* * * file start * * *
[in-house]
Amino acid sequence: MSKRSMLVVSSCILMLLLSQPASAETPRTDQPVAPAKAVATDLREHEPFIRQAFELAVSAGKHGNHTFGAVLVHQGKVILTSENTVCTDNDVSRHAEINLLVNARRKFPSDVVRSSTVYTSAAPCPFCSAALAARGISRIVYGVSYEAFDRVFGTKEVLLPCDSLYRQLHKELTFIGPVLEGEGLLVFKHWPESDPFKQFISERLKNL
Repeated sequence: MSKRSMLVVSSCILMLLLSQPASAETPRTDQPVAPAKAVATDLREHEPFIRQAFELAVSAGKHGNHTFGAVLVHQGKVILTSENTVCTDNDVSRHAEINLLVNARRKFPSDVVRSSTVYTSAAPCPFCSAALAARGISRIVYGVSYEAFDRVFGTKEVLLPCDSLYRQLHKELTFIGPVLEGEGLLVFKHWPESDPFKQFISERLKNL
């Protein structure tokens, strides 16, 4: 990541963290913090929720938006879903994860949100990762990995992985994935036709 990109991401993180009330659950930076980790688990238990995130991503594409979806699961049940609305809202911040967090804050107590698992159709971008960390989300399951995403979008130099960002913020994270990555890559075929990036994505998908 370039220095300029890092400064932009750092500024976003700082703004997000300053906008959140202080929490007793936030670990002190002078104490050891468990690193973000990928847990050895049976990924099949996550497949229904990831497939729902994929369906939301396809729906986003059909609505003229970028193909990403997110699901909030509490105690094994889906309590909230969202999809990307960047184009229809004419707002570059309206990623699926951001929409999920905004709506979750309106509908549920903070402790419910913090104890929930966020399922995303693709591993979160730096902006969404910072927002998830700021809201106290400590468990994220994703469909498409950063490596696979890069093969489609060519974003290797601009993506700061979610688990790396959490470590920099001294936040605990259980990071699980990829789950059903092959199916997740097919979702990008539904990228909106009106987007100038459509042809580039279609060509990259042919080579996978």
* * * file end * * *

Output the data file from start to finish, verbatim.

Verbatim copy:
[in-house]
Amino acid sequence: MSKRSMLVVSSCILMLLLSQPASAETPRTDQPVAPAKAVATDLREHEPFIRQAFELAVSAGKHGNHTFGAVLVHQGKVILTSENTVCTDNDVSRHAEINLLVNARRKFPSDVVRSSTVYTSAAPCPFCSAALAARGISRIVYGVSYEAFDRVFGTKEVLLPCDSLYRQLHKELTFIGPVLEGEGLLVFKHWPESDPFKQFISERLKNL
Repeated sequence: MSKRSMLVVSSCILMLLLSQPASAETPRTDQPVAPAKAVATDLREHEPFIRQAFELAVSAGKHGNHTFGAVLVHQGKVILTSENTVCTDNDVSRHAEINLLVNARRKFPSDVVRSSTVYTSAAPCPFCSAALAARGISRIVYGVSYEAFDRVFGTKEVLLPCDSLYRQLHKELTFIGPVLEGEGLLVFKHWPESDPFKQFISERLKNL
């Protein structure tokens, strides 16, 4: 990541963290913090929720938006879903994860949100990762990995992985994935036709 990109991401993180009330659950930076980790688990238990995130991503594409979806699961049940609305809202911040967090804050107590698992159709971008960390989300399951995403979008130099960002913020994270990555890559075929990036994505998908 370039220095300029890092400064932009750092500024976003700082703004997000300053906008959140202080929490007793936030670990002190002078104490050891468990690193973000990928847990050895049976990924099949996550497949229904990831497939729902994929369906939301396809729906986003059909609505003229970028193909990403997110699901909030509490105690094994889906309590909230969202999809990307960047184009229809004419707002570059309206990623699926951001929409999920905004709506979750309106509908549920903070402790419910913090104890929930966020399922995303693709591993979160730096902006969404910072927002998830700021809201106290400590468990994220994703469909498409950063490596696979890069093969489609060519974003290797601009993506700061979610688990790396959490470590920099001294936040605990259980990071699980990829789950059903092959199916997740097919979702990008539904990228909106009106987007100038459509042809580039279609060509990259042919080579996978």